The Z movement illustrates the difficulty of dissociating top-down propaganda actions from horizontal pressures. We know, for instance, that students at many educational institutions have been obliged to attend Z demonstrations and schoolchildren to participate in pro-war efforts. While cases of top-down action are well documented, it is more challenging to measure the level of horizontal pressures: many people may exhibit a Z as a simple badge of loyalty to avoid standing out or being finger-pointed. Others may employ the Z as a sign of belonging to Russia as an “imagined community” and display it with a vague feeling of patriotism or an empathic memory of the Great Patriotic War, but not a clearly defined pro-war stance.
Manufacturing support for the war has been and will remain more difficult than the easy rally-around-the-flag effect of 2014. The Russian population has moved from the epic moment of Crimea’s annexation to a bitter “no other choice than resilience” position. Western sanctions and actions cancelling Russian culture may generate a form of passive support that would benefit authorities. The latest Levada-Center survey, though its results should be interpreted with caution, shows 83 percent of Russians support Putin, confirming a dynamic of defensive consolidation. Russian political elites, after two weeks of shock and surprise, seem to have reconsolidated around the regime after recognizing that they have no future outside of Russia and no way to return to their previous way of life.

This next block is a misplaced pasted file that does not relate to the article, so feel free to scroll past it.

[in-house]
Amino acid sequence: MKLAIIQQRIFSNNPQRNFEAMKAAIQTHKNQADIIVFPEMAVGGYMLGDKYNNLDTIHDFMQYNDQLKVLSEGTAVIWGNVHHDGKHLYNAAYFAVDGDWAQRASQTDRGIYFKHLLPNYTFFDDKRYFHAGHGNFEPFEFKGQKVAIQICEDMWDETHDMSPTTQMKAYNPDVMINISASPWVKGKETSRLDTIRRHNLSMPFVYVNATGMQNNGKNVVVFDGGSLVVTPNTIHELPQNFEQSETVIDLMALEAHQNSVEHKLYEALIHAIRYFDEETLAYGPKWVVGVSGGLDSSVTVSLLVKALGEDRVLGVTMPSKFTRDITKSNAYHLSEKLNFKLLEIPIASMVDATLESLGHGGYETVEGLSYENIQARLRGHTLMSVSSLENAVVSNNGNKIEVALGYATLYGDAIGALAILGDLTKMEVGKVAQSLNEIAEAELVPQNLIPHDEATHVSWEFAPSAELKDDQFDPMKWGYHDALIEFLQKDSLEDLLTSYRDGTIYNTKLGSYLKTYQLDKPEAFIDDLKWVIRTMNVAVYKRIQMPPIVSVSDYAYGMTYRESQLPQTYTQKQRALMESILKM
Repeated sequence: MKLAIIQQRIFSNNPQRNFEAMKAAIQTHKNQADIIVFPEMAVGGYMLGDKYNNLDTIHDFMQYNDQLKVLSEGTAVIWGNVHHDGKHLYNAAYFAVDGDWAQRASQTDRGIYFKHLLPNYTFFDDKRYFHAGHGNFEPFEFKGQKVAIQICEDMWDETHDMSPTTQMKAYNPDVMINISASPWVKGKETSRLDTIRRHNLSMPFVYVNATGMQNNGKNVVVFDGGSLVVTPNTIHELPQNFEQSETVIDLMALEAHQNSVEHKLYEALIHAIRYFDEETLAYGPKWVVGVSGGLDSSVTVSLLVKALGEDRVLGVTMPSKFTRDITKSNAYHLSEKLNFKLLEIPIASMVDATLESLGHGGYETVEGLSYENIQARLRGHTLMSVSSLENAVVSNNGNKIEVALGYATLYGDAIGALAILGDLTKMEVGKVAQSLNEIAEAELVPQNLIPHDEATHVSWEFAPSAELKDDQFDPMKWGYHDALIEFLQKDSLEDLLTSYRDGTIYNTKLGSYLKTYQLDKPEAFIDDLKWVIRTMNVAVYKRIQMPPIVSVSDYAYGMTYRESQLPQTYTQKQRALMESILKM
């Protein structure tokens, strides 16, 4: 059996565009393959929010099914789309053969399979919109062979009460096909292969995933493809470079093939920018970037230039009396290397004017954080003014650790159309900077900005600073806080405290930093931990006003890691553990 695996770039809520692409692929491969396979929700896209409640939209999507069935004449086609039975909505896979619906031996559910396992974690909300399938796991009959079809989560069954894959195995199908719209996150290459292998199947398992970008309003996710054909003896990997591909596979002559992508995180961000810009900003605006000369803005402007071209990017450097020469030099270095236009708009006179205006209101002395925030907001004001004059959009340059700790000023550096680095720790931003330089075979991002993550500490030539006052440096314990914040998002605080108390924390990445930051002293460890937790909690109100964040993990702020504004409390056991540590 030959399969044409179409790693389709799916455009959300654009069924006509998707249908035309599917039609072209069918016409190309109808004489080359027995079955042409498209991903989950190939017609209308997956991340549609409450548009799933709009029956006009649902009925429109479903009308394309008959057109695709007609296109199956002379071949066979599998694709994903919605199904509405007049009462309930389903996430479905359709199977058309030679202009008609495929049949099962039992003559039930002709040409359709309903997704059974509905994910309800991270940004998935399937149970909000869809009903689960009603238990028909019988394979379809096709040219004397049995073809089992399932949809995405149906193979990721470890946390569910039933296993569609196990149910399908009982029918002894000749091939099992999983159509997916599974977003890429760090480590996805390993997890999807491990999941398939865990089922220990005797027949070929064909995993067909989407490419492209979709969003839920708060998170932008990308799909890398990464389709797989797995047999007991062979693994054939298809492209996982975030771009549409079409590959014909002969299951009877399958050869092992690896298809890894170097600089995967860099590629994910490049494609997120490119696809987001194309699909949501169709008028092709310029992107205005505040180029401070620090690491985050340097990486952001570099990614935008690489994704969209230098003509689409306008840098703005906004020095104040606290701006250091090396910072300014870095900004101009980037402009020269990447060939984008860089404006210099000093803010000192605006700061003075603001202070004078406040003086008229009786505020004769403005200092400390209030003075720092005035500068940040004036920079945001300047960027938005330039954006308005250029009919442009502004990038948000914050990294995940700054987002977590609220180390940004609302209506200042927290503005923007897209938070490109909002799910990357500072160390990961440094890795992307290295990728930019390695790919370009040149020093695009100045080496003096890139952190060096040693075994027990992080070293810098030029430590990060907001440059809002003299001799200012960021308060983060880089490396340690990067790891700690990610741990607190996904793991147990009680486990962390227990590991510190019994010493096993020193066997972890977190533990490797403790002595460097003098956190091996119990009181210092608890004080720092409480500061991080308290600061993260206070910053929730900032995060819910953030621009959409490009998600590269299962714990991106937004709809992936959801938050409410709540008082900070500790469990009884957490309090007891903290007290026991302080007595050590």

But even among those ordinary citizens who support their president and the war—or, at least, the war as they know it—there are and will be nuances that Western policymakers must keep in mind when seeking to accurately assess the limits of Putin’s popular support. Crafting a more granular approach to Russian citizens, avoiding cancelations of everything Russian, and talking to all those who have left Russia as a sign of protest will help prevent a new Iron Curtain from falling on Europe.
Marlene Laruelle is Research Professor, Director of the Institute for European, Russian, and Eurasian Studies (IERES), Director of the Illiberalism Studies Program, and Co-director of PONARS Eurasia at the Elliott School of International Affairs, The George Washington University.
Ivan Grek is the founder of The Bridge Research Network, a peer-to-peer network of university researchers supporting international research and improvement of knowledge in the field of European, Russian, Eurasian, and post-Soviet studies.